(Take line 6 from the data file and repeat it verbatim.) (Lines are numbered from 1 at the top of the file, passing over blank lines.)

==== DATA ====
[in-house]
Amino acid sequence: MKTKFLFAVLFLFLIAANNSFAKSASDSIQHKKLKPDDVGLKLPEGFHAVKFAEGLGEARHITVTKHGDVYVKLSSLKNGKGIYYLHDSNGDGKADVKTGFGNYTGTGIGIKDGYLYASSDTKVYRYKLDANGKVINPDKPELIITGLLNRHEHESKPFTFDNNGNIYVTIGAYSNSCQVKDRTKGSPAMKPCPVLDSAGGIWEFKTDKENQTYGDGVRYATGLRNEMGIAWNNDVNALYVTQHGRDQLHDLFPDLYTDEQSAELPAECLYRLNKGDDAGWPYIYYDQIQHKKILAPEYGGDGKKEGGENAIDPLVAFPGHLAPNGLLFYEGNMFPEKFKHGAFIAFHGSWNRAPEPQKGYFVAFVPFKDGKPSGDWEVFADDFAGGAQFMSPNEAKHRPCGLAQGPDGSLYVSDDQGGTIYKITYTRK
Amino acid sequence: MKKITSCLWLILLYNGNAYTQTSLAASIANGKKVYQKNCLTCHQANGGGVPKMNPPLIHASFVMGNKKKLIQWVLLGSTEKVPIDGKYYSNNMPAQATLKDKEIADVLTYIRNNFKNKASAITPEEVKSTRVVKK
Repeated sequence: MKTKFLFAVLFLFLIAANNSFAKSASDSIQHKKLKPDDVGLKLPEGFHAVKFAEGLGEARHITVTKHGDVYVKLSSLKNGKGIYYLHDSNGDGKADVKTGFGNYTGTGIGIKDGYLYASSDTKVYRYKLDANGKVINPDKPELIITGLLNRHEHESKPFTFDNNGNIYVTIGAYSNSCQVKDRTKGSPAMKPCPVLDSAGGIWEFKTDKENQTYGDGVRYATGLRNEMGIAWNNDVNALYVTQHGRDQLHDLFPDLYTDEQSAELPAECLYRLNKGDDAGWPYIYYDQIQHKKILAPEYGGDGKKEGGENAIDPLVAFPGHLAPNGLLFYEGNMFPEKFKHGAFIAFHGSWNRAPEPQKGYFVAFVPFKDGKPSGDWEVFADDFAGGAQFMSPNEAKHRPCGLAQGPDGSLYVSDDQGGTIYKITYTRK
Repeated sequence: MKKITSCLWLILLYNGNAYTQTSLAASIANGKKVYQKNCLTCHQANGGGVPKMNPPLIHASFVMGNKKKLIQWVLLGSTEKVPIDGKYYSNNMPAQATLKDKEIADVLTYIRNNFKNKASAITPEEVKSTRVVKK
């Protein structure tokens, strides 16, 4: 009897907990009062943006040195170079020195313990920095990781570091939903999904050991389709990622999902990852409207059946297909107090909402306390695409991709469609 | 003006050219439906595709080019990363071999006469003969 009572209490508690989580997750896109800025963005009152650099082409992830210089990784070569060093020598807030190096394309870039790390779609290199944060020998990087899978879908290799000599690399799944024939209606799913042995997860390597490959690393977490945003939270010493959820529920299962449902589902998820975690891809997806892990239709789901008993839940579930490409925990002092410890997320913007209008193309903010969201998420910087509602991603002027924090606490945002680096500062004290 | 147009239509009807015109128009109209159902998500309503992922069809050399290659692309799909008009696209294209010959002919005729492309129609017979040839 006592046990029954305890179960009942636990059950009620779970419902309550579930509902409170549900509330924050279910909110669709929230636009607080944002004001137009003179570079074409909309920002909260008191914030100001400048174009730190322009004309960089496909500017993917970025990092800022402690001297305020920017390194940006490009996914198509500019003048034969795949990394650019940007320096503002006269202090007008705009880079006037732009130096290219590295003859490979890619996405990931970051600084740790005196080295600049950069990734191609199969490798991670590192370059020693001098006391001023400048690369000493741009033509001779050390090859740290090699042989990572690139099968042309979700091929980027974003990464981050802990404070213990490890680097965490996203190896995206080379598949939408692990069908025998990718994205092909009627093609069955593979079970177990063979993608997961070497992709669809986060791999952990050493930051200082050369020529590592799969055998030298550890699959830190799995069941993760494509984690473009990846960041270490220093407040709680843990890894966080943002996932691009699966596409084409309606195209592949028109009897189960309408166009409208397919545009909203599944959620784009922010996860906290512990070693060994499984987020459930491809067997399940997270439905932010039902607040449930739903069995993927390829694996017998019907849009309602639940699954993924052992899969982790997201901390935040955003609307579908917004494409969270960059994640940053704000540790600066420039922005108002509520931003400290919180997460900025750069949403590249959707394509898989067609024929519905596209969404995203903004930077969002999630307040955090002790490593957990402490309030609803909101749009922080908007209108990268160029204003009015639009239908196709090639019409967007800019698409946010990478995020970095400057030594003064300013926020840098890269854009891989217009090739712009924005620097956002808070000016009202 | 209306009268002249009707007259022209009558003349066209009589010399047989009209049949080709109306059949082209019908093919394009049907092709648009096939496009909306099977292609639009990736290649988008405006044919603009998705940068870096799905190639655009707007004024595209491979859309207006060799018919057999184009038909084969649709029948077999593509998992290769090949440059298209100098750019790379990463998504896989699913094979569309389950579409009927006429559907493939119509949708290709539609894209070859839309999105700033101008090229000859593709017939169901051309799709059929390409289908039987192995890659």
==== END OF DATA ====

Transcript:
């Protein structure tokens, strides 16, 4: 009897907990009062943006040195170079020195313990920095990781570091939903999904050991389709990622999902990852409207059946297909107090909402306390695409991709469609 | 003006050219439906595709080019990363071999006469003969 009572209490508690989580997750896109800025963005009152650099082409992830210089990784070569060093020598807030190096394309870039790390779609290199944060020998990087899978879908290799000599690399799944024939209606799913042995997860390597490959690393977490945003939270010493959820529920299962449902589902998820975690891809997806892990239709789901008993839940579930490409925990002092410890997320913007209008193309903010969201998420910087509602991603002027924090606490945002680096500062004290 | 147009239509009807015109128009109209159902998500309503992922069809050399290659692309799909008009696209294209010959002919005729492309129609017979040839 006592046990029954305890179960009942636990059950009620779970419902309550579930509902409170549900509330924050279910909110669709929230636009607080944002004001137009003179570079074409909309920002909260008191914030100001400048174009730190322009004309960089496909500017993917970025990092800022402690001297305020920017390194940006490009996914198509500019003048034969795949990394650019940007320096503002006269202090007008705009880079006037732009130096290219590295003859490979890619996405990931970051600084740790005196080295600049950069990734191609199969490798991670590192370059020693001098006391001023400048690369000493741009033509001779050390090859740290090699042989990572690139099968042309979700091929980027974003990464981050802990404070213990490890680097965490996203190896995206080379598949939408692990069908025998990718994205092909009627093609069955593979079970177990063979993608997961070497992709669809986060791999952990050493930051200082050369020529590592799969055998030298550890699959830190799995069941993760494509984690473009990846960041270490220093407040709680843990890894966080943002996932691009699966596409084409309606195209592949028109009897189960309408166009409208397919545009909203599944959620784009922010996860906290512990070693060994499984987020459930491809067997399940997270439905932010039902607040449930739903069995993927390829694996017998019907849009309602639940699954993924052992899969982790997201901390935040955003609307579908917004494409969270960059994640940053704000540790600066420039922005108002509520931003400290919180997460900025750069949403590249959707394509898989067609024929519905596209969404995203903004930077969002999630307040955090002790490593957990402490309030609803909101749009922080908007209108990268160029204003009015639009239908196709090639019409967007800019698409946010990478995020970095400057030594003064300013926020840098890269854009891989217009090739712009924005620097956002808070000016009202 | 209306009268002249009707007259022209009558003349066209009589010399047989009209049949080709109306059949082209019908093919394009049907092709648009096939496009909306099977292609639009990736290649988008405006044919603009998705940068870096799905190639655009707007004024595209491979859309207006060799018919057999184009038909084969649709029948077999593509998992290769090949440059298209100098750019790379990463998504896989699913094979569309389950579409009927006429559907493939119509949708290709539609894209070859839309999105700033101008090229000859593709017939169901051309799709059929390409289908039987192995890659």